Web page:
neither … nor + plural verb

The following question reached me yesterday. It was forwarded to me by Joan Beal on behalf of her colleague Neil Roberts from the Department of English Literature at Sheffield:

"Can anyone enlighten me about this sentence, which I have just been shocked to find in Pride and Prejudice?

  • ‘Neither Jane nor Elizabeth were comfortable on this subject.’

This is a sentence that we would consider illiterate if written by a student. Is the rule about ‘neither’ being followed by a singular verb more recent than the early 19th century, or did Jane Austen nod?"

Comments welcome!

Be Sociable, Share!

{ Leave a Reply ? }

  1. Neil Roberts

    I didn’t realise that I was starting off an
    international debate! I would agree that this construction, like many others, is acceptable in speech but not in writing. I subsequently
    discovered that in Pride and Prejudice Lydia, the wayward sister of the heroine, twice uses ‘Kitty and me’as a subject phrase. I can’t decide if this is intended as an indication of how badly Lydia has been brought up, or another case whre JA has not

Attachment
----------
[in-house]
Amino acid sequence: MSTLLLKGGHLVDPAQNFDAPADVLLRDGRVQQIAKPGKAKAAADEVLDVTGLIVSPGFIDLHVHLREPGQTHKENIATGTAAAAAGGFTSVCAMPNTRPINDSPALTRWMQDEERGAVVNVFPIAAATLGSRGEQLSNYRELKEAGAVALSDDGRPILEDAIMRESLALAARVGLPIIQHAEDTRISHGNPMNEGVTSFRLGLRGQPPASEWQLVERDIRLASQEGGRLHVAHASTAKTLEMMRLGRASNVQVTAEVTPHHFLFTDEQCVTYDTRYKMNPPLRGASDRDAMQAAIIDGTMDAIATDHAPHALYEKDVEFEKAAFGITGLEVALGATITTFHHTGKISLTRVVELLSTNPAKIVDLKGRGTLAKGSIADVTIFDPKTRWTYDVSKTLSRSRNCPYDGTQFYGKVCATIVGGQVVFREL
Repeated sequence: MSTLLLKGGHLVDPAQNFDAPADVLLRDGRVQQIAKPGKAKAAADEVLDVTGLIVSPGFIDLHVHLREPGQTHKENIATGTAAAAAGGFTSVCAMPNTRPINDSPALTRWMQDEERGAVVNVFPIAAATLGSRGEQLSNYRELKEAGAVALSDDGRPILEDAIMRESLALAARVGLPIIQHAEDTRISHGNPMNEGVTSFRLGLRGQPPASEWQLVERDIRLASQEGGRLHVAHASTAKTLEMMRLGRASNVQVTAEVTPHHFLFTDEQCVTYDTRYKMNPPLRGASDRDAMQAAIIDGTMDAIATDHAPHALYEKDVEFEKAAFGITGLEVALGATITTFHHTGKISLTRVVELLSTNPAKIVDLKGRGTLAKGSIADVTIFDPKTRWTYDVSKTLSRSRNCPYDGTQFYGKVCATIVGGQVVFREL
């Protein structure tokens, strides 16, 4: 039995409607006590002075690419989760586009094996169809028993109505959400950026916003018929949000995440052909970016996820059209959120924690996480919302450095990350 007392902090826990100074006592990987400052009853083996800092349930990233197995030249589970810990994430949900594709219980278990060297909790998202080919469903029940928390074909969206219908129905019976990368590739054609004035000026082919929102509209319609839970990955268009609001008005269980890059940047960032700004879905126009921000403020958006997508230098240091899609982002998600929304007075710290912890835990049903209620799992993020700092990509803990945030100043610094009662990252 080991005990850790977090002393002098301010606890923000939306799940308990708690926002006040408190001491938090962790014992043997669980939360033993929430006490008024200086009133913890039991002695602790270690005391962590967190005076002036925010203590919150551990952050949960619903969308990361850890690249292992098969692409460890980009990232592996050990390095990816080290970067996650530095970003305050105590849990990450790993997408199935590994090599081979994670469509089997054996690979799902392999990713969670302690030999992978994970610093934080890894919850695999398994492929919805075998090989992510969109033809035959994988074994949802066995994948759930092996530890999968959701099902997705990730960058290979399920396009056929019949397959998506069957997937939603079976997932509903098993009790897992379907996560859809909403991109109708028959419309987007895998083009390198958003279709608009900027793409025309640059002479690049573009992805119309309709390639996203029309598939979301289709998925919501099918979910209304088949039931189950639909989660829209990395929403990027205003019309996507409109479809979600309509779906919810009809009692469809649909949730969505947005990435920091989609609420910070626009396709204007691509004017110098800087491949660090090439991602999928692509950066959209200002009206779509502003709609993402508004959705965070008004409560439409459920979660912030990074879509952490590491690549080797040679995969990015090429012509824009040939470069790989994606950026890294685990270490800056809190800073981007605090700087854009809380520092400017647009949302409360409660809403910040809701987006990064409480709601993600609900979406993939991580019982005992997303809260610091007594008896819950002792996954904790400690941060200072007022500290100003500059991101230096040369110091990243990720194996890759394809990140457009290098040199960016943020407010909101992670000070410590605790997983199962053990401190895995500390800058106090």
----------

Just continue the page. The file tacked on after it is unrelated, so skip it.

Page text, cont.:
internalised prescriptive grammar!

  2. ingrid tieken

    Neil Roberts is right in signalling his unease with this construction. Perhaps it helps to know that he is not alone in this, as comments on the phenomenon, which is in fact a problem of concord, go back to the eighteenth century (as Richard Dury illustrates with his reference to the OED. In 1970, a book came out, called Attitudes to English Usage, in which the authors (W.H. Mittins, Mary Salu, Mary Edminson and Sheila Coyne) report on a survey they carried out among teachers, examiners, students and so on, about the acceptability of fifty usage problems. Neither … nor + plural verb was one of them. They found that only the students found it acceptable, and only in informal speech. Now, thirty years later, these students should be teachers and examiners themselves, and perhaps Neil Robert’s response indicates that they may have made a complete turn-around here! Further comments invited!

  3. Richard Dury

    The OED for Neither A.1.c (adjective, as in the Jane Austen quote) has

    (c) With two singular subjects and plural verb (e.g. Neither Captain Percy Scott nor his dotter were on view.)

    It is as a *pronoun* B.1.(b) (e.g. ‘neither was there’ versus ‘neither were there’) that 18C grammarians criticized the use of the plural verb.

    Richard

Leave a Reply